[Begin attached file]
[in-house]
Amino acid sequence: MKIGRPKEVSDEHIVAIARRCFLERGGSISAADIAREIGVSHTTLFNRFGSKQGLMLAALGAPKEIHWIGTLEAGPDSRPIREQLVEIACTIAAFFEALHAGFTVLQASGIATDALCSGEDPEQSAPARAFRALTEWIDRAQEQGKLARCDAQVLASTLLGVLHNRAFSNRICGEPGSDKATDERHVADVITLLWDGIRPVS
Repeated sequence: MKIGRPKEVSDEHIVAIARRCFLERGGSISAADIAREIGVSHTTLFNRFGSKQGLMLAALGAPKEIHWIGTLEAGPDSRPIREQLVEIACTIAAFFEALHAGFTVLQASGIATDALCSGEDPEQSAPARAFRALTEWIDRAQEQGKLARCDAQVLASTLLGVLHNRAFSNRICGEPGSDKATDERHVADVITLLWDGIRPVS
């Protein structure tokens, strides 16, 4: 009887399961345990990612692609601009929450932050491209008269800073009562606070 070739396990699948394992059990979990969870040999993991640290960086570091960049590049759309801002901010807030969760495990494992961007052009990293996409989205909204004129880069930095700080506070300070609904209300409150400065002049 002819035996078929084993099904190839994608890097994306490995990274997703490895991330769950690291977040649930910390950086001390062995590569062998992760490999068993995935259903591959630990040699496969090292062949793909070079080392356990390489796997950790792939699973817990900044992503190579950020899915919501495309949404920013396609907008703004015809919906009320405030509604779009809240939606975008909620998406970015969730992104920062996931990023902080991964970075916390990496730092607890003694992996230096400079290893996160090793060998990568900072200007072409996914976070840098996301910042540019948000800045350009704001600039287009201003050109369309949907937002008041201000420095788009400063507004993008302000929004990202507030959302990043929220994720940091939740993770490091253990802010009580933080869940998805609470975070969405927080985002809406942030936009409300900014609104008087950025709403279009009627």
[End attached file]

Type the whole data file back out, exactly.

[in-house]
Amino acid sequence: MKIGRPKEVSDEHIVAIARRCFLERGGSISAADIAREIGVSHTTLFNRFGSKQGLMLAALGAPKEIHWIGTLEAGPDSRPIREQLVEIACTIAAFFEALHAGFTVLQASGIATDALCSGEDPEQSAPARAFRALTEWIDRAQEQGKLARCDAQVLASTLLGVLHNRAFSNRICGEPGSDKATDERHVADVITLLWDGIRPVS
Repeated sequence: MKIGRPKEVSDEHIVAIARRCFLERGGSISAADIAREIGVSHTTLFNRFGSKQGLMLAALGAPKEIHWIGTLEAGPDSRPIREQLVEIACTIAAFFEALHAGFTVLQASGIATDALCSGEDPEQSAPARAFRALTEWIDRAQEQGKLARCDAQVLASTLLGVLHNRAFSNRICGEPGSDKATDERHVADVITLLWDGIRPVS
């Protein structure tokens, strides 16, 4: 009887399961345990990612692609601009929450932050491209008269800073009562606070 070739396990699948394992059990979990969870040999993991640290960086570091960049590049759309801002901010807030969760495990494992961007052009990293996409989205909204004129880069930095700080506070300070609904209300409150400065002049 002819035996078929084993099904190839994608890097994306490995990274997703490895991330769950690291977040649930910390950086001390062995590569062998992760490999068993995935259903591959630990040699496969090292062949793909070079080392356990390489796997950790792939699973817990900044992503190579950020899915919501495309949404920013396609907008703004015809919906009320405030509604779009809240939606975008909620998406970015969730992104920062996931990023902080991964970075916390990496730092607890003694992996230096400079290893996160090793060998990568900072200007072409996914976070840098996301910042540019948000800045350009704001600039287009201003050109369309949907937002008041201000420095788009400063507004993008302000929004990202507030959302990043929220994720940091939740993770490091253990802010009580933080869940998805609470975070969405927080985002809406942030936009409300900014609104008087950025709403279009009627």